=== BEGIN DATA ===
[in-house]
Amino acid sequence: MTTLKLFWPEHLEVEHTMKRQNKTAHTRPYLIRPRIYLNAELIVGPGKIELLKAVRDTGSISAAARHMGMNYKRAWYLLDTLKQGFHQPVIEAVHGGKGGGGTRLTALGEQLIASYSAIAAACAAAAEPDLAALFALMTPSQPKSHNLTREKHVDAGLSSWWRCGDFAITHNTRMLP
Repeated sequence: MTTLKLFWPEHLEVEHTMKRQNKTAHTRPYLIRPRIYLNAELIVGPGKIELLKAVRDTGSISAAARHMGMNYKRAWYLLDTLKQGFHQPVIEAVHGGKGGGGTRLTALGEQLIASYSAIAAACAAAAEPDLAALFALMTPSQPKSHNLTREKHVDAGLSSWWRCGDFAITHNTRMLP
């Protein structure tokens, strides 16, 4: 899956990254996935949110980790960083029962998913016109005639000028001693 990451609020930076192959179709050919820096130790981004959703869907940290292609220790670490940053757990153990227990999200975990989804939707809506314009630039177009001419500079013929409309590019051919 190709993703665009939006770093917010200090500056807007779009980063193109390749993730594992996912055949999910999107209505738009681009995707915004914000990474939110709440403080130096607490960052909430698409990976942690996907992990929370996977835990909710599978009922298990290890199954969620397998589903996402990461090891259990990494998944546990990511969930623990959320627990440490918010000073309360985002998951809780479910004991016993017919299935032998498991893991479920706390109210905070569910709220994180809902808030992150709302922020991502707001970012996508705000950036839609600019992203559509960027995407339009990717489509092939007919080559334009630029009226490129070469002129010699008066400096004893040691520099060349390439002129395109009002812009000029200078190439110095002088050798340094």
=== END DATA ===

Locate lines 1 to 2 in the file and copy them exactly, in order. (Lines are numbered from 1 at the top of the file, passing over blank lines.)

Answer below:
[in-house]
Amino acid sequence: MTTLKLFWPEHLEVEHTMKRQNKTAHTRPYLIRPRIYLNAELIVGPGKIELLKAVRDTGSISAAARHMGMNYKRAWYLLDTLKQGFHQPVIEAVHGGKGGGGTRLTALGEQLIASYSAIAAACAAAAEPDLAALFALMTPSQPKSHNLTREKHVDAGLSSWWRCGDFAITHNTRMLP